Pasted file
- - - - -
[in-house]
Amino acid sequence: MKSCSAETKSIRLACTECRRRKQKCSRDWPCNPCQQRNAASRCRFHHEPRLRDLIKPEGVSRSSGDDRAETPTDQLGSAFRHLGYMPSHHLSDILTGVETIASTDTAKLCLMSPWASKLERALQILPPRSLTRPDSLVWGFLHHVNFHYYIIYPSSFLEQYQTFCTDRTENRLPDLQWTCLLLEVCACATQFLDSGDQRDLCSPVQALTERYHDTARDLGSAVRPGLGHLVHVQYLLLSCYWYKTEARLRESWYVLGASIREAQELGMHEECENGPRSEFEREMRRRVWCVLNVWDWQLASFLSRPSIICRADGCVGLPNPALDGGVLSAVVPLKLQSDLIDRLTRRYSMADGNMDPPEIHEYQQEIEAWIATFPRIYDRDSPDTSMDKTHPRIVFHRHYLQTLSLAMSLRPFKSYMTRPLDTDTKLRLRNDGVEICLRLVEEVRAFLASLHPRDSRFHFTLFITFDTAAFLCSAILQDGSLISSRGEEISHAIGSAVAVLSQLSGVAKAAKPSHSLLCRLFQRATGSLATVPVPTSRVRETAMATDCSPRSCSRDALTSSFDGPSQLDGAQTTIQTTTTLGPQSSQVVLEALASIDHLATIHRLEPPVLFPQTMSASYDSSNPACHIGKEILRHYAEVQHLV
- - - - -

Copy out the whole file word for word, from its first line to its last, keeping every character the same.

[in-house]
Amino acid sequence: MKSCSAETKSIRLACTECRRRKQKCSRDWPCNPCQQRNAASRCRFHHEPRLRDLIKPEGVSRSSGDDRAETPTDQLGSAFRHLGYMPSHHLSDILTGVETIASTDTAKLCLMSPWASKLERALQILPPRSLTRPDSLVWGFLHHVNFHYYIIYPSSFLEQYQTFCTDRTENRLPDLQWTCLLLEVCACATQFLDSGDQRDLCSPVQALTERYHDTARDLGSAVRPGLGHLVHVQYLLLSCYWYKTEARLRESWYVLGASIREAQELGMHEECENGPRSEFEREMRRRVWCVLNVWDWQLASFLSRPSIICRADGCVGLPNPALDGGVLSAVVPLKLQSDLIDRLTRRYSMADGNMDPPEIHEYQQEIEAWIATFPRIYDRDSPDTSMDKTHPRIVFHRHYLQTLSLAMSLRPFKSYMTRPLDTDTKLRLRNDGVEICLRLVEEVRAFLASLHPRDSRFHFTLFITFDTAAFLCSAILQDGSLISSRGEEISHAIGSAVAVLSQLSGVAKAAKPSHSLLCRLFQRATGSLATVPVPTSRVRETAMATDCSPRSCSRDALTSSFDGPSQLDGAQTTIQTTTTLGPQSSQVVLEALASIDHLATIHRLEPPVLFPQTMSASYDSSNPACHIGKEILRHYAEVQHLV